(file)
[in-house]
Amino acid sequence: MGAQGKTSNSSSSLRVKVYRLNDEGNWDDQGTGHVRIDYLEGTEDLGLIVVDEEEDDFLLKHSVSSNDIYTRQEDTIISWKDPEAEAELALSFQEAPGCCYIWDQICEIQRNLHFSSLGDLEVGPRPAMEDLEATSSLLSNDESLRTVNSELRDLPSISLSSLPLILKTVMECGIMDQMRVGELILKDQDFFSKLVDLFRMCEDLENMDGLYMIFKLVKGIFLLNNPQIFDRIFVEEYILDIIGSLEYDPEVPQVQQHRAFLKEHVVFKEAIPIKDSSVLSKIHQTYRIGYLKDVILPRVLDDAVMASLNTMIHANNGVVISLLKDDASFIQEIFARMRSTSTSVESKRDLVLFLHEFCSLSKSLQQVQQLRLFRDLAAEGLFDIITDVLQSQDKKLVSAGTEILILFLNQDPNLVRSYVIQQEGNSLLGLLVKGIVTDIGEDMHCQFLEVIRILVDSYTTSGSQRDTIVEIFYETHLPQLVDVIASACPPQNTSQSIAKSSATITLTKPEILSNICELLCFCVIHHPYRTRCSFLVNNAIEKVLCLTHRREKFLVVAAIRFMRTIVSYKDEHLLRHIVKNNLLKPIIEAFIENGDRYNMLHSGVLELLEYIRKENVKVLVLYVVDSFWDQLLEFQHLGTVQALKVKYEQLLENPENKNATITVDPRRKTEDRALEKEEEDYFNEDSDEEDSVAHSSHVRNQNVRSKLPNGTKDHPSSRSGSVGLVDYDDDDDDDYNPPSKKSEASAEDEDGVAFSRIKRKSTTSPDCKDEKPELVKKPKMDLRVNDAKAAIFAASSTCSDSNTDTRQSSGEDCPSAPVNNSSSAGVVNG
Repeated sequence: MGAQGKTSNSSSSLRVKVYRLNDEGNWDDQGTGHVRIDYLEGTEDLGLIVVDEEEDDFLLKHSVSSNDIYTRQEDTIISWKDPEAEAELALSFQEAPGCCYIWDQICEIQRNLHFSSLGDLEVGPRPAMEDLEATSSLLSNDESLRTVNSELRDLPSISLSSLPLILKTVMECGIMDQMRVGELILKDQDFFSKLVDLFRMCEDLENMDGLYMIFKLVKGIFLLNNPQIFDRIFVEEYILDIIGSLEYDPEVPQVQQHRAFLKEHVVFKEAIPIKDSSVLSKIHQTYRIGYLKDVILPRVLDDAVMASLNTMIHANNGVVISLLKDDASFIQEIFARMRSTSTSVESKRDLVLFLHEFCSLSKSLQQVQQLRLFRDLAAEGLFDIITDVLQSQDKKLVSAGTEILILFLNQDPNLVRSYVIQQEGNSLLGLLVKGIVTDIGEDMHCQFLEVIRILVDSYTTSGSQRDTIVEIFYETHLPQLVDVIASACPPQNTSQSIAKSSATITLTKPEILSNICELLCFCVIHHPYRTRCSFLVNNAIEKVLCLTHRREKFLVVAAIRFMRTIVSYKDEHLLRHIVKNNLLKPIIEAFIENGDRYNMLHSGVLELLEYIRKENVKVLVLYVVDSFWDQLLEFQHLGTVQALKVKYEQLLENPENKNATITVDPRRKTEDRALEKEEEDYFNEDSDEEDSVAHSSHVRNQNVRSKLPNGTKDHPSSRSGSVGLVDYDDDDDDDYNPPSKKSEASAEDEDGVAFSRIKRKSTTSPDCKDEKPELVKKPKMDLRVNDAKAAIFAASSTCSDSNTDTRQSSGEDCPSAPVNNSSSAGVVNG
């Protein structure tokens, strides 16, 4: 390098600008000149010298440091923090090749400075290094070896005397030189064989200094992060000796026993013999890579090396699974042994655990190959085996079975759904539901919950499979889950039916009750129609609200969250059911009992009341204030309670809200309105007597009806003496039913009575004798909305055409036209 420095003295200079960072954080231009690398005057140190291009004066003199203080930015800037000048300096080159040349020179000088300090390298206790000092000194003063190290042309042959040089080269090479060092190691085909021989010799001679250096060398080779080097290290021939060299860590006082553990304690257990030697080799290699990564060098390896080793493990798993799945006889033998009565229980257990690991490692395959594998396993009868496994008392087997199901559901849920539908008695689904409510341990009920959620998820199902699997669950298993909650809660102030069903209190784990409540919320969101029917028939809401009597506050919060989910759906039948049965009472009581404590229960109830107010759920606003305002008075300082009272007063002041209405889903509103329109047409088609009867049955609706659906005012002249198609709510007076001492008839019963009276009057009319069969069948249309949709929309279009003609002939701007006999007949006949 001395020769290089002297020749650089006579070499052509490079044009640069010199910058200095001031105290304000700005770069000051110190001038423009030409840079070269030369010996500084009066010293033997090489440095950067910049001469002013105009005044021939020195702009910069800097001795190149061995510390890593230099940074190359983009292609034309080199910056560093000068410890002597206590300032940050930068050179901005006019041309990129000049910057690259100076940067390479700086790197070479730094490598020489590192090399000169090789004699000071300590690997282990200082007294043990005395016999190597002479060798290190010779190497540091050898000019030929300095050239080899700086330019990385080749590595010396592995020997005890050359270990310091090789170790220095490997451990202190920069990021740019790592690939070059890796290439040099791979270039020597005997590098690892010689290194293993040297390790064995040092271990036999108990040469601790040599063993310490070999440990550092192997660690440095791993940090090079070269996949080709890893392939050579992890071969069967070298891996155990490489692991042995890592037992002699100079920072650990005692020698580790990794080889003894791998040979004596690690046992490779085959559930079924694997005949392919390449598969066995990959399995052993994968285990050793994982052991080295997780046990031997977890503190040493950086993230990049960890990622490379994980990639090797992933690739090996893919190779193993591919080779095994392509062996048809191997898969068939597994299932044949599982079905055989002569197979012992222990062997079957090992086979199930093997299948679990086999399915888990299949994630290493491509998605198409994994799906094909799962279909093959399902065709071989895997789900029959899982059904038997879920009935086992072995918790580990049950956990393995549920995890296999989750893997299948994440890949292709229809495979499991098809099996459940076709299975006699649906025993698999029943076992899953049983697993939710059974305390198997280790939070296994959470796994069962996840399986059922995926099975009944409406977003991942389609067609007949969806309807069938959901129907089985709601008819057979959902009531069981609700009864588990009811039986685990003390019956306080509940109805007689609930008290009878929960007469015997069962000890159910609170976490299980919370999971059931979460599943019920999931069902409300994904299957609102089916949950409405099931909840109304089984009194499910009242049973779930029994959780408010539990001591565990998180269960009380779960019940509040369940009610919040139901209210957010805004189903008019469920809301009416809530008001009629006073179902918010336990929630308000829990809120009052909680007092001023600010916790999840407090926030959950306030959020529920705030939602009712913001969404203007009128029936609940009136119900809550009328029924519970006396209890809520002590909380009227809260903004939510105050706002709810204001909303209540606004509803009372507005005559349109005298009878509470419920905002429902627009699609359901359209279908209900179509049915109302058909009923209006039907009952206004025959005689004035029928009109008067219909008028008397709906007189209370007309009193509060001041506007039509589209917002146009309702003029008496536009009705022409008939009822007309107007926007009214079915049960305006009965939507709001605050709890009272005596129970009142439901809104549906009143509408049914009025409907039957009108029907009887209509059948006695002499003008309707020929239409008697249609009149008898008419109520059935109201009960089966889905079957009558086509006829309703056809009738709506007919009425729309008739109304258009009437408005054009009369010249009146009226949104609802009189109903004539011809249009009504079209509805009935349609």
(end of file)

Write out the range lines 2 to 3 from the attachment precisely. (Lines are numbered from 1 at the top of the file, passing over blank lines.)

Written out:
Amino acid sequence: MGAQGKTSNSSSSLRVKVYRLNDEGNWDDQGTGHVRIDYLEGTEDLGLIVVDEEEDDFLLKHSVSSNDIYTRQEDTIISWKDPEAEAELALSFQEAPGCCYIWDQICEIQRNLHFSSLGDLEVGPRPAMEDLEATSSLLSNDESLRTVNSELRDLPSISLSSLPLILKTVMECGIMDQMRVGELILKDQDFFSKLVDLFRMCEDLENMDGLYMIFKLVKGIFLLNNPQIFDRIFVEEYILDIIGSLEYDPEVPQVQQHRAFLKEHVVFKEAIPIKDSSVLSKIHQTYRIGYLKDVILPRVLDDAVMASLNTMIHANNGVVISLLKDDASFIQEIFARMRSTSTSVESKRDLVLFLHEFCSLSKSLQQVQQLRLFRDLAAEGLFDIITDVLQSQDKKLVSAGTEILILFLNQDPNLVRSYVIQQEGNSLLGLLVKGIVTDIGEDMHCQFLEVIRILVDSYTTSGSQRDTIVEIFYETHLPQLVDVIASACPPQNTSQSIAKSSATITLTKPEILSNICELLCFCVIHHPYRTRCSFLVNNAIEKVLCLTHRREKFLVVAAIRFMRTIVSYKDEHLLRHIVKNNLLKPIIEAFIENGDRYNMLHSGVLELLEYIRKENVKVLVLYVVDSFWDQLLEFQHLGTVQALKVKYEQLLENPENKNATITVDPRRKTEDRALEKEEEDYFNEDSDEEDSVAHSSHVRNQNVRSKLPNGTKDHPSSRSGSVGLVDYDDDDDDDYNPPSKKSEASAEDEDGVAFSRIKRKSTTSPDCKDEKPELVKKPKMDLRVNDAKAAIFAASSTCSDSNTDTRQSSGEDCPSAPVNNSSSAGVVNG
Repeated sequence: MGAQGKTSNSSSSLRVKVYRLNDEGNWDDQGTGHVRIDYLEGTEDLGLIVVDEEEDDFLLKHSVSSNDIYTRQEDTIISWKDPEAEAELALSFQEAPGCCYIWDQICEIQRNLHFSSLGDLEVGPRPAMEDLEATSSLLSNDESLRTVNSELRDLPSISLSSLPLILKTVMECGIMDQMRVGELILKDQDFFSKLVDLFRMCEDLENMDGLYMIFKLVKGIFLLNNPQIFDRIFVEEYILDIIGSLEYDPEVPQVQQHRAFLKEHVVFKEAIPIKDSSVLSKIHQTYRIGYLKDVILPRVLDDAVMASLNTMIHANNGVVISLLKDDASFIQEIFARMRSTSTSVESKRDLVLFLHEFCSLSKSLQQVQQLRLFRDLAAEGLFDIITDVLQSQDKKLVSAGTEILILFLNQDPNLVRSYVIQQEGNSLLGLLVKGIVTDIGEDMHCQFLEVIRILVDSYTTSGSQRDTIVEIFYETHLPQLVDVIASACPPQNTSQSIAKSSATITLTKPEILSNICELLCFCVIHHPYRTRCSFLVNNAIEKVLCLTHRREKFLVVAAIRFMRTIVSYKDEHLLRHIVKNNLLKPIIEAFIENGDRYNMLHSGVLELLEYIRKENVKVLVLYVVDSFWDQLLEFQHLGTVQALKVKYEQLLENPENKNATITVDPRRKTEDRALEKEEEDYFNEDSDEEDSVAHSSHVRNQNVRSKLPNGTKDHPSSRSGSVGLVDYDDDDDDDYNPPSKKSEASAEDEDGVAFSRIKRKSTTSPDCKDEKPELVKKPKMDLRVNDAKAAIFAASSTCSDSNTDTRQSSGEDCPSAPVNNSSSAGVVNG